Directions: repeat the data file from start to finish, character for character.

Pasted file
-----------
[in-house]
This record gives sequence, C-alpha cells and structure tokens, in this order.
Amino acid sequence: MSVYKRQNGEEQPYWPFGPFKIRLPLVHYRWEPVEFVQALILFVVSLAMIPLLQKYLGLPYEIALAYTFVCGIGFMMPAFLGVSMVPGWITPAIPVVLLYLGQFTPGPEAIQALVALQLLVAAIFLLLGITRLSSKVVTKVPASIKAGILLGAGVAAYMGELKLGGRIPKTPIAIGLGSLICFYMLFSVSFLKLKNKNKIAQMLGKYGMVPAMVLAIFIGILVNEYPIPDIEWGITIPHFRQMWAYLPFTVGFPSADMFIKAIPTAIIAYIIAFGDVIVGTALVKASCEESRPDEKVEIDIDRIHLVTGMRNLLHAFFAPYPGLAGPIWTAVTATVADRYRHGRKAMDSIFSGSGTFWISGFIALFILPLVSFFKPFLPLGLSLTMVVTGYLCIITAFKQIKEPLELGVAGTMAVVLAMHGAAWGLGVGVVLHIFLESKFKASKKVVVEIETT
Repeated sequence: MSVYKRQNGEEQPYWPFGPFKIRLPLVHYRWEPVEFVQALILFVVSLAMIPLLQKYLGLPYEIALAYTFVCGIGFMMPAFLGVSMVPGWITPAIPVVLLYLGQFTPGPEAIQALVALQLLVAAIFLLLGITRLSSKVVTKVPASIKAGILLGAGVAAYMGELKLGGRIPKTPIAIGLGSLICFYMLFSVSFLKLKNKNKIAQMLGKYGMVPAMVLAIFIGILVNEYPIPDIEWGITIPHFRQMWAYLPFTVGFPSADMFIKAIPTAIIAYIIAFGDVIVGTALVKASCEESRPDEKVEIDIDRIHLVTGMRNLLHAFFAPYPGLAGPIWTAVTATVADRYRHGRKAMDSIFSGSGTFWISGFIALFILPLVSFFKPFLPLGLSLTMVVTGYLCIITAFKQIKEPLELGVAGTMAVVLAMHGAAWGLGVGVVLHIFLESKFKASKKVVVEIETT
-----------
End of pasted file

[in-house]
This record gives sequence, C-alpha cells and structure tokens, in this order.
Amino acid sequence: MSVYKRQNGEEQPYWPFGPFKIRLPLVHYRWEPVEFVQALILFVVSLAMIPLLQKYLGLPYEIALAYTFVCGIGFMMPAFLGVSMVPGWITPAIPVVLLYLGQFTPGPEAIQALVALQLLVAAIFLLLGITRLSSKVVTKVPASIKAGILLGAGVAAYMGELKLGGRIPKTPIAIGLGSLICFYMLFSVSFLKLKNKNKIAQMLGKYGMVPAMVLAIFIGILVNEYPIPDIEWGITIPHFRQMWAYLPFTVGFPSADMFIKAIPTAIIAYIIAFGDVIVGTALVKASCEESRPDEKVEIDIDRIHLVTGMRNLLHAFFAPYPGLAGPIWTAVTATVADRYRHGRKAMDSIFSGSGTFWISGFIALFILPLVSFFKPFLPLGLSLTMVVTGYLCIITAFKQIKEPLELGVAGTMAVVLAMHGAAWGLGVGVVLHIFLESKFKASKKVVVEIETT
Repeated sequence: MSVYKRQNGEEQPYWPFGPFKIRLPLVHYRWEPVEFVQALILFVVSLAMIPLLQKYLGLPYEIALAYTFVCGIGFMMPAFLGVSMVPGWITPAIPVVLLYLGQFTPGPEAIQALVALQLLVAAIFLLLGITRLSSKVVTKVPASIKAGILLGAGVAAYMGELKLGGRIPKTPIAIGLGSLICFYMLFSVSFLKLKNKNKIAQMLGKYGMVPAMVLAIFIGILVNEYPIPDIEWGITIPHFRQMWAYLPFTVGFPSADMFIKAIPTAIIAYIIAFGDVIVGTALVKASCEESRPDEKVEIDIDRIHLVTGMRNLLHAFFAPYPGLAGPIWTAVTATVADRYRHGRKAMDSIFSGSGTFWISGFIALFILPLVSFFKPFLPLGLSLTMVVTGYLCIITAFKQIKEPLELGVAGTMAVVLAMHGAAWGLGVGVVLHIFLESKFKASKKVVVEIETT